A new study has found that speech therapy delivered online could be as effective as that delivered face-to-face, potentially presenting healthcare providers with a new way of treating patients in remote locations.
The research was carried out by healthcare services provider Baycrest and involved 44 people who had developed a communication disorder following a stroke at least six months previously.
They were each assessed and given a language skills test, then assigned a ten-week course of speech therapy either through telerehabilitation or in-person.
Following the course, each patient was given another language test and a questionnaire, plus their partners were asked for feedback concerning recovery.
It was found that the patients given speech therapy online demonstrated large improvements in their communication abilities, with little difference in results when compared to those who accessed face-to-face care.
Lead author Dr Jed Meltzer, writing in the journal Aphasiology, said the findings could be significant when it comes to helping patients post-stroke when they live in remote rural areas.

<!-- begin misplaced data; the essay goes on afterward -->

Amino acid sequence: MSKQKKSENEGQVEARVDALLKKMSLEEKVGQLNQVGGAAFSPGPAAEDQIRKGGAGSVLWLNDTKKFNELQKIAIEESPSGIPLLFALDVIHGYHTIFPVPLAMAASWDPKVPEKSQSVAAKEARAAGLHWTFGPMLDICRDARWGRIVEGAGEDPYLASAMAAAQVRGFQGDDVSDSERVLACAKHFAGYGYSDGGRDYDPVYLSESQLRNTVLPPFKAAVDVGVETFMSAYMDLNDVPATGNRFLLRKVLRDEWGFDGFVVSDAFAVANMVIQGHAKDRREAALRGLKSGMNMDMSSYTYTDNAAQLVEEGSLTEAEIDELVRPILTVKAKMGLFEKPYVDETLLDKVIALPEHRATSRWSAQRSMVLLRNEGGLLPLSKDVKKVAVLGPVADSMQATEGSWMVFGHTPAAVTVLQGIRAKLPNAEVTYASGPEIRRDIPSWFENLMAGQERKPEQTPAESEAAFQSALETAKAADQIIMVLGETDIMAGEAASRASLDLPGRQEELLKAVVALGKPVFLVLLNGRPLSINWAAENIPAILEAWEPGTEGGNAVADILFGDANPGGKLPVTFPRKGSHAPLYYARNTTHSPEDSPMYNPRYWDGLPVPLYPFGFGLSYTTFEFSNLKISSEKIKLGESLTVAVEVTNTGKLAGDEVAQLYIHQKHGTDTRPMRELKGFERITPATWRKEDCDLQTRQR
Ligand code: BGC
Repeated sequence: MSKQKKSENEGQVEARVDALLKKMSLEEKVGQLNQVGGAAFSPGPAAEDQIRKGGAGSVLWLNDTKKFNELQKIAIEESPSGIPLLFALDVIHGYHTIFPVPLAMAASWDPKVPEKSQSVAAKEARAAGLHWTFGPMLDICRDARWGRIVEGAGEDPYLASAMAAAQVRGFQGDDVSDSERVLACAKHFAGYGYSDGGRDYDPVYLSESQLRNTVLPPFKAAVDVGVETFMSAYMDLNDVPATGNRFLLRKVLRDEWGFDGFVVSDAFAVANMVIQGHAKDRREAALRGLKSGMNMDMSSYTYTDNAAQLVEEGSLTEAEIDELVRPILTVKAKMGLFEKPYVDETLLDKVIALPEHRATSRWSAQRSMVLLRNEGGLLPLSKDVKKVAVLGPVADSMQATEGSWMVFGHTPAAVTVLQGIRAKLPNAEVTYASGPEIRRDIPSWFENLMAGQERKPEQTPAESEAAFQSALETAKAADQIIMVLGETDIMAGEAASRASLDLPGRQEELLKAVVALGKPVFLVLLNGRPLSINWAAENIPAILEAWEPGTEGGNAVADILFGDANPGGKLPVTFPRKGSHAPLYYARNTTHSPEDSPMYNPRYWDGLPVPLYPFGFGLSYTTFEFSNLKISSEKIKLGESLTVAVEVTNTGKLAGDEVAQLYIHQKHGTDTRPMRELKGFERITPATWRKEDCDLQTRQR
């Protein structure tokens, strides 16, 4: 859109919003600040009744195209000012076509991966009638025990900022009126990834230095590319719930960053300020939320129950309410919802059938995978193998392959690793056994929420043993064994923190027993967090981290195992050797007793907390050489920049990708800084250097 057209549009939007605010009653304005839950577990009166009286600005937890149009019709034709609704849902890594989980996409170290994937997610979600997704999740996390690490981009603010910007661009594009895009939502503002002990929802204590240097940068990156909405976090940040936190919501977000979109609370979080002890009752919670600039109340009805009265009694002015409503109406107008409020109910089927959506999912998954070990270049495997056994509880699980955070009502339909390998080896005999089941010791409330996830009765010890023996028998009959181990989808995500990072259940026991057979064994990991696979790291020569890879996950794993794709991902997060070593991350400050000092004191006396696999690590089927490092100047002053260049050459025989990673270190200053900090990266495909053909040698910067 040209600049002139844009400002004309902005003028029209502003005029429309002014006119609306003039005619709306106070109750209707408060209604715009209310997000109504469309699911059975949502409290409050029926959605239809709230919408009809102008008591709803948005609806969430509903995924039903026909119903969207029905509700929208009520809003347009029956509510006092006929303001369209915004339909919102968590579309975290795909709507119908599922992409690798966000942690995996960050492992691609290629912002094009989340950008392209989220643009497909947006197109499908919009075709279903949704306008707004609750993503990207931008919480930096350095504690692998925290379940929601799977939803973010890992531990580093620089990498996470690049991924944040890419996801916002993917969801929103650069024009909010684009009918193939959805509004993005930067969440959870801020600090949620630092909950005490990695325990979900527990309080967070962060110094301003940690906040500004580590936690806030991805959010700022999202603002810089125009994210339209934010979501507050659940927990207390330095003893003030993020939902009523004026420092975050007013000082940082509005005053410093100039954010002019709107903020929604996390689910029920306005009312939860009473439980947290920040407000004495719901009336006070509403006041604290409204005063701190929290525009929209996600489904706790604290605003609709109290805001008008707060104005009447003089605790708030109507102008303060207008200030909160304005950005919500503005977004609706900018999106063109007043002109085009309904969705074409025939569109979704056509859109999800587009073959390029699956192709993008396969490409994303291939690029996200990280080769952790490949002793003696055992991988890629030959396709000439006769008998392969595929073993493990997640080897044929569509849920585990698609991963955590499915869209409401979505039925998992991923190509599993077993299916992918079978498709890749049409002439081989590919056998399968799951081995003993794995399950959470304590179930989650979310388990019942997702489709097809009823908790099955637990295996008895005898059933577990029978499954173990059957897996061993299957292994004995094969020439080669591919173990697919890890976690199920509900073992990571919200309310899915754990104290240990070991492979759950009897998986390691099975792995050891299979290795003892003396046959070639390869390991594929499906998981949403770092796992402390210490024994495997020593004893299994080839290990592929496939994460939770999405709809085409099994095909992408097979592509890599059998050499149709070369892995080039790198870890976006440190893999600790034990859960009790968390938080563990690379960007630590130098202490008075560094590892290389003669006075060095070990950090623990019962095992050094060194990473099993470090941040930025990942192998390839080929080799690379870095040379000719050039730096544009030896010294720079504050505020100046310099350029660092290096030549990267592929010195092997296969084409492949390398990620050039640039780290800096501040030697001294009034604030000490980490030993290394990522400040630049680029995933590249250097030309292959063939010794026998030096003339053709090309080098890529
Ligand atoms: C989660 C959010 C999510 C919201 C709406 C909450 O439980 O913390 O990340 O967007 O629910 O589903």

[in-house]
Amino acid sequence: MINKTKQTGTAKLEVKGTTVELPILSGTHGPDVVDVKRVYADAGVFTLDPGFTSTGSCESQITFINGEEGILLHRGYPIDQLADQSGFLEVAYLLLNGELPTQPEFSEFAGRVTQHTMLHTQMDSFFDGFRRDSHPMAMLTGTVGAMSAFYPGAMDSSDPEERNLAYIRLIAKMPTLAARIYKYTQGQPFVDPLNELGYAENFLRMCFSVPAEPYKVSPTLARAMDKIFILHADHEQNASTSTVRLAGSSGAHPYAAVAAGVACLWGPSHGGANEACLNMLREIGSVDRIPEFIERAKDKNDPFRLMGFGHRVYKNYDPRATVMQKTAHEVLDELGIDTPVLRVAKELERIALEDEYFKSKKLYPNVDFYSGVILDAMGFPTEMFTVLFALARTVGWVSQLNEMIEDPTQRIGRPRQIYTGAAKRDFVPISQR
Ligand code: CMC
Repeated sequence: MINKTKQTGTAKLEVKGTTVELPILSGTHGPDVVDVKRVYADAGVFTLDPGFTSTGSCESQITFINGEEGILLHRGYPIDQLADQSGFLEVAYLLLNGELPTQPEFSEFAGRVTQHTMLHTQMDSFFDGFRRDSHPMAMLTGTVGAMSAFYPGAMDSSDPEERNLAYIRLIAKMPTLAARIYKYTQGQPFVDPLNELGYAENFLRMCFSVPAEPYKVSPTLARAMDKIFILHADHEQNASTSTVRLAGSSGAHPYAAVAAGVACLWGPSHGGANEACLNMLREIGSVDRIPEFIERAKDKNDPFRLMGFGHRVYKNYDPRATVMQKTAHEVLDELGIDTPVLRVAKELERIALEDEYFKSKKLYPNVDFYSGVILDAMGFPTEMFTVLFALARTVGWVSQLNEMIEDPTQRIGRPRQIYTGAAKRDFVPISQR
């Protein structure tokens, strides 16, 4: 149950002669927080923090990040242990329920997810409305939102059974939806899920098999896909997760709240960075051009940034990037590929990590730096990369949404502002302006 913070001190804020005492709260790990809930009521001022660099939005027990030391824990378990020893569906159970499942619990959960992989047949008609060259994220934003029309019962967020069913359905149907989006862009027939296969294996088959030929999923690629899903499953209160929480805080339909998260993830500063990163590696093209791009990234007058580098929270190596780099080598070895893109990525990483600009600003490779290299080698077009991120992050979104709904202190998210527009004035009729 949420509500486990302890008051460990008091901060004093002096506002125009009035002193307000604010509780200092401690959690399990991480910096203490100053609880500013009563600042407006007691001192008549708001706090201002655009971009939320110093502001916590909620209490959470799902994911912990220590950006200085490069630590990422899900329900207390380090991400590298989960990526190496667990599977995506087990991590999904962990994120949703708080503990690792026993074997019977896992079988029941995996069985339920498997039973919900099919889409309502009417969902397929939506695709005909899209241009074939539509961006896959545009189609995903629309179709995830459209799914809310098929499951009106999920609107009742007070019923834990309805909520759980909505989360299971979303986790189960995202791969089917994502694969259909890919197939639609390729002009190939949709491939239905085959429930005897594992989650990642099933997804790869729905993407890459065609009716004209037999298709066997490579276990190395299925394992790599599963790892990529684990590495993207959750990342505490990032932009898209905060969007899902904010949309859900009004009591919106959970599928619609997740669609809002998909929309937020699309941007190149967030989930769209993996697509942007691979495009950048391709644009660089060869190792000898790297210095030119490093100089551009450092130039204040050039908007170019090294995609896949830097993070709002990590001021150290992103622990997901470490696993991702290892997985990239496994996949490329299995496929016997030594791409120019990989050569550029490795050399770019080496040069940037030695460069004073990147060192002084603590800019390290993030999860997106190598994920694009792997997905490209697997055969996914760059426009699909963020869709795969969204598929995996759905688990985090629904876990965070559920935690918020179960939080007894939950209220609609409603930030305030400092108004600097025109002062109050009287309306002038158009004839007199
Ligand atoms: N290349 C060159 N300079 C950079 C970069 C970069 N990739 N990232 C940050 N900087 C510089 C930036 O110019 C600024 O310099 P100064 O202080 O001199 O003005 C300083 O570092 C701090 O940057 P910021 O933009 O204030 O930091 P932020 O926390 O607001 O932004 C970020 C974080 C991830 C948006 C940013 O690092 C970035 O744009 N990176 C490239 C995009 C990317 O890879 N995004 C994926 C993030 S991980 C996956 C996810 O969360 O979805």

"Our study shows that telerehabilitation can remove this geographic barrier since participants saw similar recovery results," he added.
However, there was a difference in confidence between the two groups, with the telerehabilitation participants showing less confidence in their communication abilities.
Dr Meltzer said this demonstrates the vital role of speech-language therapists in creating and supervising treatment plans for patients, particular when care is delivered remotely.
The news comes after a survey by Rural England found that health is a more pressing concern for people living in the countryside than public transport, housing and crime.
It attributed this to many communities facing cutbacks in GP and NHS services.
Some 9.2 million people live in rural areas, or 17 per cent of the population. However, this rises to 23 per cent for over-65s, showing the importance of being able to provide care in a range of different ways for those with difficulty in accessing it.